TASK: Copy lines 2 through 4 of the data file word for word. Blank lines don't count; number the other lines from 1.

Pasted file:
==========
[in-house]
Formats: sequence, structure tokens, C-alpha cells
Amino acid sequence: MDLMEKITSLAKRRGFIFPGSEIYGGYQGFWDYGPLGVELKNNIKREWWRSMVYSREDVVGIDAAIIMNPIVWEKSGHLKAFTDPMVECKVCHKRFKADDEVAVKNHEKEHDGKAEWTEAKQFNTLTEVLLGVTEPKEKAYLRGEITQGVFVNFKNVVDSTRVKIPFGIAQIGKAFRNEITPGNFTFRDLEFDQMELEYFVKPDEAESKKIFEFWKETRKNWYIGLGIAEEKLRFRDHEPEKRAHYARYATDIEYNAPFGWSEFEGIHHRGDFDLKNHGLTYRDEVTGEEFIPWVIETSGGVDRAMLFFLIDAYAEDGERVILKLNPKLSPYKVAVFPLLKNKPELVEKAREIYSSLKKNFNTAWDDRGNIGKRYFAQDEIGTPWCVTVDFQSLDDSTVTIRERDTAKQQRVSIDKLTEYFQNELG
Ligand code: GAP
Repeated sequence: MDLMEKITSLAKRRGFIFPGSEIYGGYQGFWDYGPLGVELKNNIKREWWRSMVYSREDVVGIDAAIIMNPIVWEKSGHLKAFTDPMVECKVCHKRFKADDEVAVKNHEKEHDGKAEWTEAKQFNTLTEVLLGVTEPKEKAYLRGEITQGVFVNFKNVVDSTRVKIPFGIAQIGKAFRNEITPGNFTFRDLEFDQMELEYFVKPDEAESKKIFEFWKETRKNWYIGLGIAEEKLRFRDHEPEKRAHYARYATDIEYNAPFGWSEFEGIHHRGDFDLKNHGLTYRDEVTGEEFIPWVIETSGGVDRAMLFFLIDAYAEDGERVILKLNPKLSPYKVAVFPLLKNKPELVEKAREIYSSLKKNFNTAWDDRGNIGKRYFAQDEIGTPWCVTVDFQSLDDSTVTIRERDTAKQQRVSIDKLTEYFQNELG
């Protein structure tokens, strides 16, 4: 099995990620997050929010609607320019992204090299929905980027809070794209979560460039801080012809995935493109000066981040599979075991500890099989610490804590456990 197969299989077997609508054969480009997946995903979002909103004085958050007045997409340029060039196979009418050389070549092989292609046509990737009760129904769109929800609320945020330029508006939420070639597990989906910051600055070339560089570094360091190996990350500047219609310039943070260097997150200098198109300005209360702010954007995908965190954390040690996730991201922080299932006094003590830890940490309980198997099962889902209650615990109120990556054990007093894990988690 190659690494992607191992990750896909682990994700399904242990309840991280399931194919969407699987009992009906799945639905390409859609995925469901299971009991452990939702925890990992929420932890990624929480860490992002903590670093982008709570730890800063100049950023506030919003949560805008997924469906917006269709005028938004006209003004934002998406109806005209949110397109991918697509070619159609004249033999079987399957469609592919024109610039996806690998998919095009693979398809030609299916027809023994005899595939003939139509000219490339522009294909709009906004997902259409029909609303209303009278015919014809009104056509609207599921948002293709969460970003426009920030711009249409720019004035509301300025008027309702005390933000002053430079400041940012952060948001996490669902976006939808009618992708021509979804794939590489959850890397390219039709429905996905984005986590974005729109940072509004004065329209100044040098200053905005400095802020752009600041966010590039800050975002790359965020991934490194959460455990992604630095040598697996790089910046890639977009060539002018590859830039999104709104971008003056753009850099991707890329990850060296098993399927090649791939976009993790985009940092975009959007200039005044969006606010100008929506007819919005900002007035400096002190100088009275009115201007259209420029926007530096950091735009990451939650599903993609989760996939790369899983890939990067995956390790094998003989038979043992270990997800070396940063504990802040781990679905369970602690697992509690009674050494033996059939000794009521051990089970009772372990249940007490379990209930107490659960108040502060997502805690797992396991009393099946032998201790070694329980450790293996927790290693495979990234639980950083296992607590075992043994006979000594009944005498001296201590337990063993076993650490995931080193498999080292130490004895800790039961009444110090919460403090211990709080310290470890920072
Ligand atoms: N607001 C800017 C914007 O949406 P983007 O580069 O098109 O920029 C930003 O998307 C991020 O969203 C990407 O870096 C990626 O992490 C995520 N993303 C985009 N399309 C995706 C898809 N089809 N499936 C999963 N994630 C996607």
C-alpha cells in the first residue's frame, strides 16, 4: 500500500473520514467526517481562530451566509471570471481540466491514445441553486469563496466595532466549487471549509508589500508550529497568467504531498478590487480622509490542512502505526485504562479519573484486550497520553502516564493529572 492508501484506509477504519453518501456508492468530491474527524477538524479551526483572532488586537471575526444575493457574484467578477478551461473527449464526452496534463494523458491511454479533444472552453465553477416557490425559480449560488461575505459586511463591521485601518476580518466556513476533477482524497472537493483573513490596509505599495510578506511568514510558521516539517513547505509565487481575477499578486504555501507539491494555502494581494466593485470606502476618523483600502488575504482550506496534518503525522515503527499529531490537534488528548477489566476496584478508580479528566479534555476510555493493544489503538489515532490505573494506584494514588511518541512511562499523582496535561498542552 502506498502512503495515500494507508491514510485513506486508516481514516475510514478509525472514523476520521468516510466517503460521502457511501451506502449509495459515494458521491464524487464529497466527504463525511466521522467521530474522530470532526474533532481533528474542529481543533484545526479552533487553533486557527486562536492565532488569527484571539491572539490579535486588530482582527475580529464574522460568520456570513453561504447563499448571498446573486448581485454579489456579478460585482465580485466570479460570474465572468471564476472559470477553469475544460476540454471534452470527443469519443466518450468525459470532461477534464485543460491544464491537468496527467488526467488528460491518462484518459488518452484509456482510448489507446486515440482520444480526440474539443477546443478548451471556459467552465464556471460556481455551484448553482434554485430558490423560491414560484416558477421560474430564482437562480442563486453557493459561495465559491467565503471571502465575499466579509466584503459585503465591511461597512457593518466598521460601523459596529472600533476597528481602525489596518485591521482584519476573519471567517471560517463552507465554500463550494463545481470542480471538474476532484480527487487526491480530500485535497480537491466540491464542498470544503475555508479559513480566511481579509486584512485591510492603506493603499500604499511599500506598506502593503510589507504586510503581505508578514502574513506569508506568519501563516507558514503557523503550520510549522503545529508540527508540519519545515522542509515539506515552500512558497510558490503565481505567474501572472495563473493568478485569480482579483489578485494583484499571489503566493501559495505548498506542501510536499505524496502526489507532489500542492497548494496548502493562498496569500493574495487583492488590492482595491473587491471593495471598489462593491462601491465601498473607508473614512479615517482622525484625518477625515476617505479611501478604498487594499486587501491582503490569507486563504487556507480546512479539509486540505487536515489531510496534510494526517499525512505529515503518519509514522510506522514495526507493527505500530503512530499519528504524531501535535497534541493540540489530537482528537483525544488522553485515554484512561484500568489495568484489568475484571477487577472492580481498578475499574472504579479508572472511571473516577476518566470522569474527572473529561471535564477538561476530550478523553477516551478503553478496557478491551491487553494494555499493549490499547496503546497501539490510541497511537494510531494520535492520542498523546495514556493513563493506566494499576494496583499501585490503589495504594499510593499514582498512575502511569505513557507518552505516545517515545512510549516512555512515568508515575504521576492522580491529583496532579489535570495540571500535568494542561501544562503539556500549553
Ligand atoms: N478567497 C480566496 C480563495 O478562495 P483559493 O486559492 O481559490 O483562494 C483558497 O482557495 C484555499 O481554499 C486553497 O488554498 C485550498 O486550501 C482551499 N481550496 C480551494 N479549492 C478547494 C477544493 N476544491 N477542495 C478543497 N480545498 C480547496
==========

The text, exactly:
Formats: sequence, structure tokens, C-alpha cells
Amino acid sequence: MDLMEKITSLAKRRGFIFPGSEIYGGYQGFWDYGPLGVELKNNIKREWWRSMVYSREDVVGIDAAIIMNPIVWEKSGHLKAFTDPMVECKVCHKRFKADDEVAVKNHEKEHDGKAEWTEAKQFNTLTEVLLGVTEPKEKAYLRGEITQGVFVNFKNVVDSTRVKIPFGIAQIGKAFRNEITPGNFTFRDLEFDQMELEYFVKPDEAESKKIFEFWKETRKNWYIGLGIAEEKLRFRDHEPEKRAHYARYATDIEYNAPFGWSEFEGIHHRGDFDLKNHGLTYRDEVTGEEFIPWVIETSGGVDRAMLFFLIDAYAEDGERVILKLNPKLSPYKVAVFPLLKNKPELVEKAREIYSSLKKNFNTAWDDRGNIGKRYFAQDEIGTPWCVTVDFQSLDDSTVTIRERDTAKQQRVSIDKLTEYFQNELG
Ligand code: GAP